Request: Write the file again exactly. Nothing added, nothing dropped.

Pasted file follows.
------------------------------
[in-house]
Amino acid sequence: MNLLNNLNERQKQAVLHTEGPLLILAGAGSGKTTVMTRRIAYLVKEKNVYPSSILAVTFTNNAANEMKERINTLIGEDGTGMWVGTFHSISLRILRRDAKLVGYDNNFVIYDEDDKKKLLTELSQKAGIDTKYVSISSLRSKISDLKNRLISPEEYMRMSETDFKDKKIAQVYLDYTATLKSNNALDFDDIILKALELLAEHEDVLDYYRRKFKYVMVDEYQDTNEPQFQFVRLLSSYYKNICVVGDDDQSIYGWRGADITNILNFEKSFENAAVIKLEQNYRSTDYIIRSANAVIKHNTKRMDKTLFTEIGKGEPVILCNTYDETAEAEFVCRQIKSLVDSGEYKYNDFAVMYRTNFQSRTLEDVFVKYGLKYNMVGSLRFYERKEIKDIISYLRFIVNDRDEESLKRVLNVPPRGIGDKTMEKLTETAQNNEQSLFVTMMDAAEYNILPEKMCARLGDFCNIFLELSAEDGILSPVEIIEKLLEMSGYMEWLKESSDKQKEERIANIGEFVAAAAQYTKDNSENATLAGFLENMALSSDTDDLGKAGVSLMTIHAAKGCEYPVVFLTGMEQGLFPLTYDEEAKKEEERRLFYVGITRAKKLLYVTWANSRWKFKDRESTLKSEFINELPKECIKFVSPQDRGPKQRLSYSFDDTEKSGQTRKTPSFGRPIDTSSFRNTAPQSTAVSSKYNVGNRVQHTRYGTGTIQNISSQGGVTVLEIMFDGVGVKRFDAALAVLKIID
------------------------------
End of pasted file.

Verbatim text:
[in-house]
Amino acid sequence: MNLLNNLNERQKQAVLHTEGPLLILAGAGSGKTTVMTRRIAYLVKEKNVYPSSILAVTFTNNAANEMKERINTLIGEDGTGMWVGTFHSISLRILRRDAKLVGYDNNFVIYDEDDKKKLLTELSQKAGIDTKYVSISSLRSKISDLKNRLISPEEYMRMSETDFKDKKIAQVYLDYTATLKSNNALDFDDIILKALELLAEHEDVLDYYRRKFKYVMVDEYQDTNEPQFQFVRLLSSYYKNICVVGDDDQSIYGWRGADITNILNFEKSFENAAVIKLEQNYRSTDYIIRSANAVIKHNTKRMDKTLFTEIGKGEPVILCNTYDETAEAEFVCRQIKSLVDSGEYKYNDFAVMYRTNFQSRTLEDVFVKYGLKYNMVGSLRFYERKEIKDIISYLRFIVNDRDEESLKRVLNVPPRGIGDKTMEKLTETAQNNEQSLFVTMMDAAEYNILPEKMCARLGDFCNIFLELSAEDGILSPVEIIEKLLEMSGYMEWLKESSDKQKEERIANIGEFVAAAAQYTKDNSENATLAGFLENMALSSDTDDLGKAGVSLMTIHAAKGCEYPVVFLTGMEQGLFPLTYDEEAKKEEERRLFYVGITRAKKLLYVTWANSRWKFKDRESTLKSEFINELPKECIKFVSPQDRGPKQRLSYSFDDTEKSGQTRKTPSFGRPIDTSSFRNTAPQSTAVSSKYNVGNRVQHTRYGTGTIQNISSQGGVTVLEIMFDGVGVKRFDAALAVLKIID